Hurricane Katrina: Mental Illness
November 10, 2006
At an annual mental health policy symposium sponsored by the Carter Center in Atlanta and attended by NAMI, rescue workers and survivors of Hurricane Katrina presented a grim picture of the long-term psychological effects of Hurricane Katrina, one year after the disaster in the Gulf of Mexico
In addition to persons diagnosed with pre-existing mental illnesses, the storm triggered severe anxiety and depression in people who never before had confronted mental health problems.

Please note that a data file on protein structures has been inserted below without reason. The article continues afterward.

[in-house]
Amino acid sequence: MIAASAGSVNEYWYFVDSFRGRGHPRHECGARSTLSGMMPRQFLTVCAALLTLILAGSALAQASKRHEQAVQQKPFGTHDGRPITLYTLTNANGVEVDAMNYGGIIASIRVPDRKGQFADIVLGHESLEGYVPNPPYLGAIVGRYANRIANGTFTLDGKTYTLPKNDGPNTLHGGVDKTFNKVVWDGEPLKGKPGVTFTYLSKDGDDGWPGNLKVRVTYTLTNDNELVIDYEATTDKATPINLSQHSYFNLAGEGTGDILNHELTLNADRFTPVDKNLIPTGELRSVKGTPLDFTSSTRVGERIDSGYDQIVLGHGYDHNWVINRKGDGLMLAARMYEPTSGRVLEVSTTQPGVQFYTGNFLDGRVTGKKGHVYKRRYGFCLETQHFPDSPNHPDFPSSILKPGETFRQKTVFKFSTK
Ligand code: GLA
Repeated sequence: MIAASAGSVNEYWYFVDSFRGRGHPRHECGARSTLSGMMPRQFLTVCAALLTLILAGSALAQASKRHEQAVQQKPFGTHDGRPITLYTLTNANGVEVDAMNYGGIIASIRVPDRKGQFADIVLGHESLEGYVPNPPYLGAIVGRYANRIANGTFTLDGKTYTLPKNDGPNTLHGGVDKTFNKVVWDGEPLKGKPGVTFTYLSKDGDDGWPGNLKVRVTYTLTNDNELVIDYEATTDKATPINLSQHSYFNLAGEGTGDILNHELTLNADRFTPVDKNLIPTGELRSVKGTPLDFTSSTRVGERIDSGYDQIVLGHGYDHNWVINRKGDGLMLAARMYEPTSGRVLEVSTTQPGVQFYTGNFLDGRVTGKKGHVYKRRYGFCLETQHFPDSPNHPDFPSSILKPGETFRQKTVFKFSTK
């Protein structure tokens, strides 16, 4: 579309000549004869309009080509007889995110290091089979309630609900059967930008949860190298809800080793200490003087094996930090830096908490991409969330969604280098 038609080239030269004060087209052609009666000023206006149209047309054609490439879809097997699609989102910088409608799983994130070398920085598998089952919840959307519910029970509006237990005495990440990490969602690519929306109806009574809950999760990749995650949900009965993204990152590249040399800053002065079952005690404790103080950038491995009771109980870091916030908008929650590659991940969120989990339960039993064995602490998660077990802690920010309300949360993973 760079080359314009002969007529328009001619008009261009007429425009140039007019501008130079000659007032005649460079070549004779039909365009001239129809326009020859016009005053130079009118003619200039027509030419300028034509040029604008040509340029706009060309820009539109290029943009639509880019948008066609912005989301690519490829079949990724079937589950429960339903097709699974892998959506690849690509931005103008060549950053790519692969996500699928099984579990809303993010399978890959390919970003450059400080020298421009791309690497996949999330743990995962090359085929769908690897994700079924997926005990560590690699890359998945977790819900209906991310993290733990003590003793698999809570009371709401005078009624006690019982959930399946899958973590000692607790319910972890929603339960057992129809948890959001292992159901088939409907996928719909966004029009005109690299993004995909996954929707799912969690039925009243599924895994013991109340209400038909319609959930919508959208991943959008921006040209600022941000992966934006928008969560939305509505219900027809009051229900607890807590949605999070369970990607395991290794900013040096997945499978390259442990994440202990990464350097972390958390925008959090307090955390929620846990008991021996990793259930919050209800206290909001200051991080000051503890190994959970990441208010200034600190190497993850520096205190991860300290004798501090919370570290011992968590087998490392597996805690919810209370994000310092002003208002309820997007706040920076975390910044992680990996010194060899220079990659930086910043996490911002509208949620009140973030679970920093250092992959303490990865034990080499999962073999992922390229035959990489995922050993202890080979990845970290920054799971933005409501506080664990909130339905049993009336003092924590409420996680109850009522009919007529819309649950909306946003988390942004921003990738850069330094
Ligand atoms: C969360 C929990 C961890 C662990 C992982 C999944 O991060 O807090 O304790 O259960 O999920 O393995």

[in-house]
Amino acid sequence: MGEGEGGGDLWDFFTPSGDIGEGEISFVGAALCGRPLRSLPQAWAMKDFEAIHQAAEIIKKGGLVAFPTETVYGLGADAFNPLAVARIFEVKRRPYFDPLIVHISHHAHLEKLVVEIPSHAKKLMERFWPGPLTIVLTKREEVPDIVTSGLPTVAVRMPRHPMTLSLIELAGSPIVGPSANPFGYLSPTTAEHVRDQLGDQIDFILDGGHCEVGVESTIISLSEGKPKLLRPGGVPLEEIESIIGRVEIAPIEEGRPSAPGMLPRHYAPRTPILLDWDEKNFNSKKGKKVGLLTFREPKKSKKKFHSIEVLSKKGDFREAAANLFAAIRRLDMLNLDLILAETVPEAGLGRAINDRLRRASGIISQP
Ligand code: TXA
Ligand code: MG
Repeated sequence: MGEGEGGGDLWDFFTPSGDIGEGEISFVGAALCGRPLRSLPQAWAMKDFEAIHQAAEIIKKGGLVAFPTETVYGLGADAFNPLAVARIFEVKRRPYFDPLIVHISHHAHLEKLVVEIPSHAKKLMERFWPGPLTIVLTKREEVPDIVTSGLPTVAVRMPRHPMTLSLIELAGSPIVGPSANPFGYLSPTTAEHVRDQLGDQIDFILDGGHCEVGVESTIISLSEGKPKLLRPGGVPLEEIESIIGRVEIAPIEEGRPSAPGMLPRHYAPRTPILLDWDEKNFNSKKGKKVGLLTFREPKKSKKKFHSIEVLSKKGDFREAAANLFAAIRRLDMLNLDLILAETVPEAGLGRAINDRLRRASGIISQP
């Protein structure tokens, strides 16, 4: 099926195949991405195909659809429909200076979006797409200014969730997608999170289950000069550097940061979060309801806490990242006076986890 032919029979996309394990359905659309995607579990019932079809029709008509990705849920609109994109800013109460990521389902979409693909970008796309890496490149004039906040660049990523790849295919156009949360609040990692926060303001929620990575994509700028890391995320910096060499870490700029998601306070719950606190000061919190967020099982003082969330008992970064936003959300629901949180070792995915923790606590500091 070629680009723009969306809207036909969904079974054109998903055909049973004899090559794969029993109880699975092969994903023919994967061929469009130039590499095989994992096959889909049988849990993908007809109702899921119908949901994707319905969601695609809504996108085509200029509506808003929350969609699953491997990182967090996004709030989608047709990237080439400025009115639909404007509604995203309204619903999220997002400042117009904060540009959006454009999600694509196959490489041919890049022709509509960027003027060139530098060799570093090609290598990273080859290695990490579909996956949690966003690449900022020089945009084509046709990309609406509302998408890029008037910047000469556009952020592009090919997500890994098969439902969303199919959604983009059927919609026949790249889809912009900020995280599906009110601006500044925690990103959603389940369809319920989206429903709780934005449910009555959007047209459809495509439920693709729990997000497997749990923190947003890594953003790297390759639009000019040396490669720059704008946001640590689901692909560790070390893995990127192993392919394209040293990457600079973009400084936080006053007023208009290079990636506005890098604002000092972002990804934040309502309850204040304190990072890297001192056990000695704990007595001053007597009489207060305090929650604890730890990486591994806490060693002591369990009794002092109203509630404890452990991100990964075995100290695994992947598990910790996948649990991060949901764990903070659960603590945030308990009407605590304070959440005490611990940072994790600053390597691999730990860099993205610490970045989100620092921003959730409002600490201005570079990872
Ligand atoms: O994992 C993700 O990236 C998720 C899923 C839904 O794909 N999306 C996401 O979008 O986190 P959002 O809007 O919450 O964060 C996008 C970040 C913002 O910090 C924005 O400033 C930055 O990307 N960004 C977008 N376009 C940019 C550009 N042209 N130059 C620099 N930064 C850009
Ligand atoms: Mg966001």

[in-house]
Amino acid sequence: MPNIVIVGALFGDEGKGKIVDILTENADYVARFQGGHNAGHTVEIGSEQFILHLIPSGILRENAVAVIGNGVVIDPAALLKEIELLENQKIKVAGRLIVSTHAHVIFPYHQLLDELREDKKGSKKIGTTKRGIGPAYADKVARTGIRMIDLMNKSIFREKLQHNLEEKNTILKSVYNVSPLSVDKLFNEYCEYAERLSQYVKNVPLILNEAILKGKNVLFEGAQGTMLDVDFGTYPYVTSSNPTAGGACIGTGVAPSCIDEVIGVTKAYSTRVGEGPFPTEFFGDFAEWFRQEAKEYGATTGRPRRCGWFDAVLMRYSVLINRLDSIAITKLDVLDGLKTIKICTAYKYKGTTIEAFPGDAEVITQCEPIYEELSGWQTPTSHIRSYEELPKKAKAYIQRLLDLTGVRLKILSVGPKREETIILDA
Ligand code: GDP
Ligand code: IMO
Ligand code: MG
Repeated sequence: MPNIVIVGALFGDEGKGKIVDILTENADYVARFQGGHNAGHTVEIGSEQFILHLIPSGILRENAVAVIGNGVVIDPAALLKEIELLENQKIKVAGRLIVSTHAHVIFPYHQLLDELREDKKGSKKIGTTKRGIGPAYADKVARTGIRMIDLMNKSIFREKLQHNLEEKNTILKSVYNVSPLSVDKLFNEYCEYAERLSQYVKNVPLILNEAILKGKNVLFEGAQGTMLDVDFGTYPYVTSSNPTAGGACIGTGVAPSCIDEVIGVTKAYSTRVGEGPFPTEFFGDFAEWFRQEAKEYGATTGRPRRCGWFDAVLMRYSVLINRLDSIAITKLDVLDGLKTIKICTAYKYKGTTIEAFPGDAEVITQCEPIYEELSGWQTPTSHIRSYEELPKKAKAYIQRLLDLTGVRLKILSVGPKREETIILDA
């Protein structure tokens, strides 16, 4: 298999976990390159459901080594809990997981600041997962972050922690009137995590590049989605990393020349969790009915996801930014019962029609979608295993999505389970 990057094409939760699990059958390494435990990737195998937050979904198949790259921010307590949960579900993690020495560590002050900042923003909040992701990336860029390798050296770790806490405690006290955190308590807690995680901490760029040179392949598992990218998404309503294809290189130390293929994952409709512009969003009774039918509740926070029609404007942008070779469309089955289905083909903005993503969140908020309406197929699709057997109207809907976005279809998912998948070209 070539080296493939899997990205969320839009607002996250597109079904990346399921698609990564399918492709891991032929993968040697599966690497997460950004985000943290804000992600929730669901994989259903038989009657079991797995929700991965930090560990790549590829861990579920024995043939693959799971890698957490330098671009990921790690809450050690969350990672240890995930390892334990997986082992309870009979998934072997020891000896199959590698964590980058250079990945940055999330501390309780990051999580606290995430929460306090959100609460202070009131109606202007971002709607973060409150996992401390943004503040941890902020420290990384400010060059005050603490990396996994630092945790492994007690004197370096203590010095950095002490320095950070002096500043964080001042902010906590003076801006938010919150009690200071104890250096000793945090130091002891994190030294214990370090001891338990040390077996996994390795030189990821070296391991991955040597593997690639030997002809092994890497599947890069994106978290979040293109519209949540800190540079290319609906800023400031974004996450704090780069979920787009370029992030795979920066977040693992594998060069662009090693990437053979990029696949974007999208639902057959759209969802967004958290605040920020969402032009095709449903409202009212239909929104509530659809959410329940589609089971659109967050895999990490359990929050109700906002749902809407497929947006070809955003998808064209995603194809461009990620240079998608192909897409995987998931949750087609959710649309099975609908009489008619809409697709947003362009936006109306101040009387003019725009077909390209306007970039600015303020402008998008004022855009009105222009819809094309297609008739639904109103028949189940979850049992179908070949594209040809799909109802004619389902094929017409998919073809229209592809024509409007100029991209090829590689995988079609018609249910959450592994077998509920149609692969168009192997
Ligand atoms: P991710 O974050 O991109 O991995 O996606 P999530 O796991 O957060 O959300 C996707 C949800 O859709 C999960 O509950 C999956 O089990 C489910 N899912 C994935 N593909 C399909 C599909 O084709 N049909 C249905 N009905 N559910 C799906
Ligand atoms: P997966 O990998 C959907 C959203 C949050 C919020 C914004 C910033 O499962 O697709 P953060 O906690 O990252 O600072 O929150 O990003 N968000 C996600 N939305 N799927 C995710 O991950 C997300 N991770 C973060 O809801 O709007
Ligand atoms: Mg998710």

Involuntary commitments have increased and the number of suicides in Orleans parish in Louisiana has tripled, according to a report published in the WashingtonPost. (opens in a new window)
At the same time, the Seattle Post Intelligencer, (opens in a new window) reports that only two out of 11 hospitals in New Orleans are open and full-functioning; the number of psychiatric hospital beds is less than half of what it used to be; and people either can’t find needed medications or can’t afford them. Overall, the total number of mental health problems has doubled.
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